Health promotion strategy lowers healthcare expenditure
To assess the effect of a health promotion programme on healthcare costs over time.
1,892 US-based employees who participated in an online and onsite health promotion programme between 2002 and 2005; a risk-matched group of 1,892 nonparticipants were used as a control.
Medical claims cost data were compared before programme initiation and at study end for participants and nonparticipants.
- The total cost of healthcare grew more slowly between 2001 and 2005, and annual healthcare costs were lower for those who joined the wellness programme than for nonparticipants.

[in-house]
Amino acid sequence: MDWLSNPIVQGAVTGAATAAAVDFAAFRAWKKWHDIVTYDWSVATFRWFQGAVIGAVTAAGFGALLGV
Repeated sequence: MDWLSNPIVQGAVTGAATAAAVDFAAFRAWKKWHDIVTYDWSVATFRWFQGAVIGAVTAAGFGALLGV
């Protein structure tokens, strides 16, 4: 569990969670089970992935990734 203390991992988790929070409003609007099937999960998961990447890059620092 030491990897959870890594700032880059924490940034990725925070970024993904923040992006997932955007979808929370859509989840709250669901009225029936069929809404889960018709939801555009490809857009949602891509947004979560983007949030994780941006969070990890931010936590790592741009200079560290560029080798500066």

- programme participation was associated with a statistically significant saving of US$176.47 per person per year.
- Over the four-year study $1.3 million was saved, which when compared with programme expenses of $808,403 yielded a return on investment of $1.65 for every $1 invested.
What does this mean?
Work-based health promotion strategies can lower future healthcare costs and are associated with a positive return on investment, which should encourage employers to take a proactive stance in lowering their employees' health risks.